“We work for food,” said Elaine Beery, the band’s upright bass player. “We usually spend whatever we collect.”
Stefanelli came back to the bread vendor to collect his loaves right on time, sweaty but smiling. “I just finished jogging,” he said. “Now I’m rewarding myself.”
-Matthew J. Perlman
Union Square: ‘People really like the Mean Beans’
Union Square Greenmarket vendors are enjoying the crisp feel of autumn after the lull during the dog days of summer.
Many of their regular customers went away on summer vacations, but business always picks up after Labor Day. Stewart Borowsky, longtime owner of Union Square Grassman, which specializes in wheatgrass for juices, took some time off from the market himself when he knew many of his customers would be away. “My time away also coincided with the slow growing time in the hotter months,” he said.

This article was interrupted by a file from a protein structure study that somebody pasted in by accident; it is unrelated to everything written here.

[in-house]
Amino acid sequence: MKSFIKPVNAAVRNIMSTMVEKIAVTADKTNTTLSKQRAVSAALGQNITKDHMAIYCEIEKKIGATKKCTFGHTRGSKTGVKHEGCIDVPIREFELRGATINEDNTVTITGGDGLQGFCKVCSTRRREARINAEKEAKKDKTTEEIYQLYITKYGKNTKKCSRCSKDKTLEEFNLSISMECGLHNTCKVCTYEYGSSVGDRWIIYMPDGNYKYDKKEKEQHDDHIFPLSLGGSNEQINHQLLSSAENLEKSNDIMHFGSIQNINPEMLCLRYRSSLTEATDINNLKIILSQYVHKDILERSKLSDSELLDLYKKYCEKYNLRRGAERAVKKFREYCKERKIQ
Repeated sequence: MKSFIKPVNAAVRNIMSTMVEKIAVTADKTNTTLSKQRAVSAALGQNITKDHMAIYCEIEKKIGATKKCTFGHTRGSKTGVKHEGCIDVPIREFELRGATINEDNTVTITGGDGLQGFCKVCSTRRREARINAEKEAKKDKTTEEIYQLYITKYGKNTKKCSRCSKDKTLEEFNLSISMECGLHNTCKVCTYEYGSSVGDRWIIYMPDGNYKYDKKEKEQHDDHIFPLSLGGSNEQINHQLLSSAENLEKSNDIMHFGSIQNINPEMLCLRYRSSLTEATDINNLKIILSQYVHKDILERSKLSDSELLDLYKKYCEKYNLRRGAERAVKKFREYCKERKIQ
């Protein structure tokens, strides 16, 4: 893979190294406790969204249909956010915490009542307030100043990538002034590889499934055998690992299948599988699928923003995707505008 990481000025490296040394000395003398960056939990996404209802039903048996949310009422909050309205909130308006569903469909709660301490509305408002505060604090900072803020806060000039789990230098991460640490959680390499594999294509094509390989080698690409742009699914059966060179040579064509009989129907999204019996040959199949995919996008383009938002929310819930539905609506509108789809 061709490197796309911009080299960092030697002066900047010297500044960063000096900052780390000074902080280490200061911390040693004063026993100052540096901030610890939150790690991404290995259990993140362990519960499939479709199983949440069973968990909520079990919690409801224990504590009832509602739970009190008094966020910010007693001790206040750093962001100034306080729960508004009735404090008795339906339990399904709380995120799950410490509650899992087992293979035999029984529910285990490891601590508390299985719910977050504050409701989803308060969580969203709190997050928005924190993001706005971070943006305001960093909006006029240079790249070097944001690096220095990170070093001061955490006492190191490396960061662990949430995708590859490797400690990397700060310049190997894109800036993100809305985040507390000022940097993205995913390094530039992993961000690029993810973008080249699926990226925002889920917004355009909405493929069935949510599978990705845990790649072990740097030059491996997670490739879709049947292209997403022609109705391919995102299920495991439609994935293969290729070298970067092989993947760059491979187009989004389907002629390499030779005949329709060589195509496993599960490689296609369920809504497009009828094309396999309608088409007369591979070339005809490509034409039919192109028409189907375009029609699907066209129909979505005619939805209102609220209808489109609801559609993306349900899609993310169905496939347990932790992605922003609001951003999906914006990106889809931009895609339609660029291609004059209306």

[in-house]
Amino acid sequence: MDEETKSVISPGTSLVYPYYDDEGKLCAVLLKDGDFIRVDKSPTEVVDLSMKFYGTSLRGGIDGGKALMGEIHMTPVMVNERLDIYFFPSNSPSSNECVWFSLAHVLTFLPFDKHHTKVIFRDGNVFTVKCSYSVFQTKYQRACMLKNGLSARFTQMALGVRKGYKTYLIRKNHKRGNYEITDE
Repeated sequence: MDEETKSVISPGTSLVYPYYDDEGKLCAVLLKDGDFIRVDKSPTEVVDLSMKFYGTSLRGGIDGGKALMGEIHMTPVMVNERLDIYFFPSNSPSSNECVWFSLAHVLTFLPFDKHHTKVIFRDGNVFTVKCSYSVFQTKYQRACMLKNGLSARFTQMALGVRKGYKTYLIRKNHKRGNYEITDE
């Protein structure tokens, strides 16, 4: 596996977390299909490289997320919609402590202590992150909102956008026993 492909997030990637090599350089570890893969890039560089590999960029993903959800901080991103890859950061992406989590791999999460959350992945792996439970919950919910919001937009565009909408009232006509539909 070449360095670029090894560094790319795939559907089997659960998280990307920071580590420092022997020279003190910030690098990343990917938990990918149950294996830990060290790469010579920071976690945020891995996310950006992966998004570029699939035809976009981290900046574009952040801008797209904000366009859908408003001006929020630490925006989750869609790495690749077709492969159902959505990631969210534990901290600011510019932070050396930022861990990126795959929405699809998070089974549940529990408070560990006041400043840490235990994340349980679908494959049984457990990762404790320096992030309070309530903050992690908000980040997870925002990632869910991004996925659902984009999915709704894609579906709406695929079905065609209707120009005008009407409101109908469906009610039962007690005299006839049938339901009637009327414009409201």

Business seemed slow at Rick’s Picks, a cloth-covered table laden with artisanal pickles. Stephen Batiz, an artist, spent the past two summers working part-time at Rick’s. He confirmed that business slowed down toward the end of summer, but always picks up in autumn – especially for the spicy pickles. “People really like the Mean Beans,” he said.
Judit Rea from Astoria was one of them. As a personal chef for a Manhattan family, she intently inspected the red bell peppers at the Kernan Farms stand. “It’s my favorite since it’s easy to get to and has a wonderful selection of produce,” she said.
- By Meredith Rosenberg
57th Street: Reflections on Hurricane Irene